REVIEW: Peter Darling by Austin Chant
Peter Darling – Austin Chant
Ten years ago, Peter Pan left Neverland to grow up, leaving behind his adolescent dreams of boyhood and resigning himself to life as Wendy Darling. Growing up, however, has only made him realize how inescapable his identity as a man is.
But when he returns to Neverland, everything has changed: the Lost Boys have become men, and the war games they once played are now real and deadly. Even more shocking is the attraction Peter never knew he could feel for his old rival, Captain Hook—and the realization that he no longer knows which of them is the real villain.
Peter Darling is a brilliant retelling of the classic story of Peter Pan.
Peter, who knew he was a boy and not ‘Wendy’ his family insists he should be, returns to Neverland after ten years only to find the Lost Boys and the pirates are no longer at war.The first person he announces his presence to is, of course, his favorite rival, Captain Hook.
“To die,” Peter began, “would be an awfully big—”
“Don’t start that again,” Hook said. “Surely you could have come up with something new to say after ten years.”
Peter promptly re-ignites the war and there were the inevitable casualties. In one of their battles, Peter and Hook were trapped together in the tunnels. They had no choice but to work together. Peter in a vulnerable moment, grieved the loss of an important friend. This is where Hook surprised him.
“I find that enemies are the most satisfying people to share secrets with,” Hook said. “If you must tell someone, tell someone who’s sensitive to all our vulnerabilities, on account of trying to exploit them.”
“That doesn’t make sense.”
Peter soon discovered that he and Hook had many things in common. They were both dreamers who had gone to Neverland to make their dreams come true. Peter dazzles with his youthful energy, his arrogance and confidence that he could be anything he wants to be in Neverland. Hook was a revelation! He is dastardly, ruthless and greedy but also a cultured dandy, sardonic, charming, a man of his word and a skilled artist. It is hard to erase the image of the Disney Captain Hook in my mind but Austin Chant did a good job recreating this supposed villain, this caricature of a pirate into an engaging character capable of sympathy and love.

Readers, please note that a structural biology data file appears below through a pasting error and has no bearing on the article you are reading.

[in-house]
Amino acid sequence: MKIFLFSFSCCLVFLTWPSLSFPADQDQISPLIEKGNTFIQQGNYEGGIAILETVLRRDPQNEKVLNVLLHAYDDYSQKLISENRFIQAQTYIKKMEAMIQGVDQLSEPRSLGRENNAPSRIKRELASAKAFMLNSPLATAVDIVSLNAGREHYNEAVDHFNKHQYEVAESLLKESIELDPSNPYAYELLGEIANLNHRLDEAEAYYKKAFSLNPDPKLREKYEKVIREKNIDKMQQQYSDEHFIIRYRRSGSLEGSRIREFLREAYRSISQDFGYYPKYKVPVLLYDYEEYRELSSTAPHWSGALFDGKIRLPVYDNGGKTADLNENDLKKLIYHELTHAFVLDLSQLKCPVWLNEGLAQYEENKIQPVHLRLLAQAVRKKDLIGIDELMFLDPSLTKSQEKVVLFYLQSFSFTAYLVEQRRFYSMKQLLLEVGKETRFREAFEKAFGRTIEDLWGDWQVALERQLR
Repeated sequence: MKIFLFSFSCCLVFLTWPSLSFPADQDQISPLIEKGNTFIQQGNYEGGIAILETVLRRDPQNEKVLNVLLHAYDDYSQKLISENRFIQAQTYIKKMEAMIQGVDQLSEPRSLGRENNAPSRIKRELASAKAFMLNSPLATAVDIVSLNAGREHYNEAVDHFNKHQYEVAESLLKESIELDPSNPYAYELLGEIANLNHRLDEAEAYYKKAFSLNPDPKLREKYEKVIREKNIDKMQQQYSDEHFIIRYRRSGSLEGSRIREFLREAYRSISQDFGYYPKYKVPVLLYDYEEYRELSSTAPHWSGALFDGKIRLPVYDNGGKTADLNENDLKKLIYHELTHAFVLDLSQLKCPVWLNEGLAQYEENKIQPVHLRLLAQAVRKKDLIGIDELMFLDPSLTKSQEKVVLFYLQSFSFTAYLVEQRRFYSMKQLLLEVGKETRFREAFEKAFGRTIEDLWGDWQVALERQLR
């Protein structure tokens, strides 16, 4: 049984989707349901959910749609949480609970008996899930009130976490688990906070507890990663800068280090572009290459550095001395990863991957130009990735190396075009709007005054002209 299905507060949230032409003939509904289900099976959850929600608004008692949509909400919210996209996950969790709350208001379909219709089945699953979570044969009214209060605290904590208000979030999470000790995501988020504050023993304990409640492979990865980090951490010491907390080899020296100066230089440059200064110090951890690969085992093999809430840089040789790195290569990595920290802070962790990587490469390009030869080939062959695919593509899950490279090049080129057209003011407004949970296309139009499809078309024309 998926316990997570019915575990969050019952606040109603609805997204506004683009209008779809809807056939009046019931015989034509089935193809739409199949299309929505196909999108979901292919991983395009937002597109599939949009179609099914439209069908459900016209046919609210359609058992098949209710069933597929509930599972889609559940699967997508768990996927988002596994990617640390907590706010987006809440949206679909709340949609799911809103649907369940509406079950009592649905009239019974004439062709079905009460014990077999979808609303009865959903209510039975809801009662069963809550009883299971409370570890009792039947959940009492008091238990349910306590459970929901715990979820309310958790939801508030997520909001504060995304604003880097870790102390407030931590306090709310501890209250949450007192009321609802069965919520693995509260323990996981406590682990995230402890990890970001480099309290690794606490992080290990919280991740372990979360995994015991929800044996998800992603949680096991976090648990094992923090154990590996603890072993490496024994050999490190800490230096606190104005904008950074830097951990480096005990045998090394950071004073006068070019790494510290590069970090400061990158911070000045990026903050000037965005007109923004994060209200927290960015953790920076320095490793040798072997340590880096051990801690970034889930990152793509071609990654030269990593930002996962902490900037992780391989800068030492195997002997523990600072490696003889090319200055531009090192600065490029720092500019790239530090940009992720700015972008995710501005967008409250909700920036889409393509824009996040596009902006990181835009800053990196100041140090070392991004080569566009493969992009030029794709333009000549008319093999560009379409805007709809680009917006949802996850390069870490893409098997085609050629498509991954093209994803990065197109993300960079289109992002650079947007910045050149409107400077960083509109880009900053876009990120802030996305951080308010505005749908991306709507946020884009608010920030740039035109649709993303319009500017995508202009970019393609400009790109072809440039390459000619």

I felt narrator Mark B. Knight’s quiet, almost monotonous, almost clip voice didn’t quite deliver the right kind of emotion. Also, it was helluva lot confusing that the faeries have masculine sounding voices despite the female pronouns though this is probably consistent with the transman theme. At first, the narration threw me off and though I know the story was really good, I couldn’t fully get into it until Hook made his big move. Turns out, Knight’s style was perfect in delivering the right amount of tension to capture that momentous, explosive moment when these two mortal enemies stopped being at each others throats and were suddenly at each others lips! After that I was hooked! Sorry, I had to say that.
Peter Pan and Captain Hook! Who knew it would work out! There’s hope for all you bitter rivals out there!
I’m looking at you, Dexter and Mandark.
Hook gave a low chuckle. “Your obsession is flattering, Pan. And I share it.”
“Is that not what they call it,” Hook said, “when two men can think of nothing but each other?”
4.5 Stars – perfection is only half a step away